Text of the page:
Yes the GPS had gotten set to Alkaline and have no had any usage time since resetting it. Could that setting, and the use of back light, have caused the short useful life per charge.

 

I don't know the answer but my 62S has changed its battery type setting without me doing it....more than once the last time being a few days ago.....I don't know why that happens but I'm going to check now and then in the future.

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Setting your unit for Alkaline and putting in NiMH will make the battery gauge read lower than reality, because alkalines have a slightly higher voltage curve.

 

Ultimate life won't be affected, if you ignore the gauge and keep on cachin'. But if you take out the batteries because the gauge reads empty, well, there's your problem.

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I am using a Powerex MH C9000 charger. with a charge rate of 300 ma on Eneloop 1900 mah batteries.

 

Yes the GPS had gotten set to Alkaline and have no had any usage time since resetting it. Could that setting, and the use of back light, have caused the short useful life per charge.

Per the instructions for that charger you shouldn't charge at less then .3 C or more then 1 C. For a 1900 mah battery .3 C would be 633 ma so I would charge at 700 ma. I don't know if that would help but it's worth a try.

 

You could also run a "Break-In Mode" that will help restore batteries or a "Refresh & Analyze Mode" that will also help restore batteries. This will also report the capacity of the battery so you will know if it's a good battery or not.

 

As stated in other posts if your GPS is set to Alkaline it will say the batteries are bad when they are good.

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I am using a Powerex MH C9000 charger. with a charge rate of 300 ma on Eneloop 1900 mah batteries.

 

Yes the GPS had gotten set to Alkaline and have no had any usage time since resetting it. Could that setting, and the use of back light, have caused the short useful life per charge.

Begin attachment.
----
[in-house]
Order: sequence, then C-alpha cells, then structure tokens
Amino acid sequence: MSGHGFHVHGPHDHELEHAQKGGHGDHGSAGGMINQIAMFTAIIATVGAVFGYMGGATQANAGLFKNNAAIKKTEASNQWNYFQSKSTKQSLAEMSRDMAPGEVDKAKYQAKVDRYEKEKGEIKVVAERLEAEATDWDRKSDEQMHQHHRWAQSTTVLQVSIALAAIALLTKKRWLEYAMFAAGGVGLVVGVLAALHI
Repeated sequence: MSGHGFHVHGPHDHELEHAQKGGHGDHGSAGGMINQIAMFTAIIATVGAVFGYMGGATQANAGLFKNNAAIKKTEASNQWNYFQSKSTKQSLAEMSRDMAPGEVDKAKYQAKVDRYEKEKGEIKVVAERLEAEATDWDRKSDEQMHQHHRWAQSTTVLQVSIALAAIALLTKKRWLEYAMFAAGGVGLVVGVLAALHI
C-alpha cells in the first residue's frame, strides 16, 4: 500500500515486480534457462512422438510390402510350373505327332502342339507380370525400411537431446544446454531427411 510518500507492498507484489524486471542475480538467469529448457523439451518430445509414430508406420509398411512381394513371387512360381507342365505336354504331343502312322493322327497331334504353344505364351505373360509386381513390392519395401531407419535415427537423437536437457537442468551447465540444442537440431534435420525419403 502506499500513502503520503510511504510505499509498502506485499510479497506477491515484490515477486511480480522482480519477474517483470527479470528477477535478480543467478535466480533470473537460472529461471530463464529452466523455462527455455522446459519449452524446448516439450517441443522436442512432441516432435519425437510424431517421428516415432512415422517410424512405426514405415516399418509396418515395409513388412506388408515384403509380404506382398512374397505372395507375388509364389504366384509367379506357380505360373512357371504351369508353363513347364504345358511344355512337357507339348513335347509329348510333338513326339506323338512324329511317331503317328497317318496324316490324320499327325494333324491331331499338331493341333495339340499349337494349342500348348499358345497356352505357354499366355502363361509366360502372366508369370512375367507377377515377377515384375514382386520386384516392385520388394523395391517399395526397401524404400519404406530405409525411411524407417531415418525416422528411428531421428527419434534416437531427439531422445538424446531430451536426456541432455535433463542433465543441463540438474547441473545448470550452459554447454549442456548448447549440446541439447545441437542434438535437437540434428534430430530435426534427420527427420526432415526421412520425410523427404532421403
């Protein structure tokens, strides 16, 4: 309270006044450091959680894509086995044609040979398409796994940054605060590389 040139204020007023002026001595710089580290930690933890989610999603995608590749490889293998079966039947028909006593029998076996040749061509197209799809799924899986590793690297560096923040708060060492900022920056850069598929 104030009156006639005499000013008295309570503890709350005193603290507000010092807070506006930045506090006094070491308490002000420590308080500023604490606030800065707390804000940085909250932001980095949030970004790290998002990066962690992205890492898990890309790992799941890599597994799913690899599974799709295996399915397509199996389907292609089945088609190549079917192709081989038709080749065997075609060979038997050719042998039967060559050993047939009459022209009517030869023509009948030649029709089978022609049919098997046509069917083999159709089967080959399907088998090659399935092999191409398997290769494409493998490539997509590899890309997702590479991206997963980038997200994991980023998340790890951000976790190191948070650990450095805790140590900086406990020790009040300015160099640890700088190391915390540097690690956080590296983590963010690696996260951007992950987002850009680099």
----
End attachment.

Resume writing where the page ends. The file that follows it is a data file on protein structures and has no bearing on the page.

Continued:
You should be charging them at 900 or 1000 ma.

 

General rule with the C9000; set a charge rate value that is around 1/2 the stated capacity.

 

With a charge rate that low (300 ma), you risk a missed termination, which would result in over-charging the batteries.

Edited by BlackRose67
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The only Ni-MH chargers I have used for the last 7 years or so are 4xAA/4xAAA chargers bundled with Eneloops and similar cells. Some of the 7 year old Eneloop branded cells are still serviceable. The latest 2015 "charger in bundled Panasonic-Eneloop packaging" is a Panasonic Branded Model BQ-CC17 with a stated individual AA cell charge rate of 0.30A @ 1.5v.

 

Over the years, all of these bundled NiMH chargers have had similar ratings and similar several hour charge rates and tend to shut down at 1.49 volts according to my cheapo digital meters on the rare occasions when I checked. I have no experience with the "better" chargers.

Edited by 39_Steps
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I use a Lacross BC-700 charger. Great charger. First, I went through all my batteries and refreshed them. It charges and discharges repeatedly until the full charge doesn't change. (Can take a few days.) Then I physically wrote on the batteries with a sharpie what their capacity was. Got rid of some, some got assigned duty as wall clock batteries, etc. But knowing what the real capacity (not just what is claimed) has been beneficial. I can match them when I put them in things. Also, every few months when I swap some out of a device, I run them through the cycle that totally drains and recharges them once to see if the capacity is reduced. Knowing which they are and pulling weak batteries out of the collection has saved me so much trouble I wish I would have upgraded to a good charger years ago.

 

That being said, I have never had any problems with the Eneloops. They seem to hold their charges and are at least the capacity stated. And they are conveniently stocked at Costco.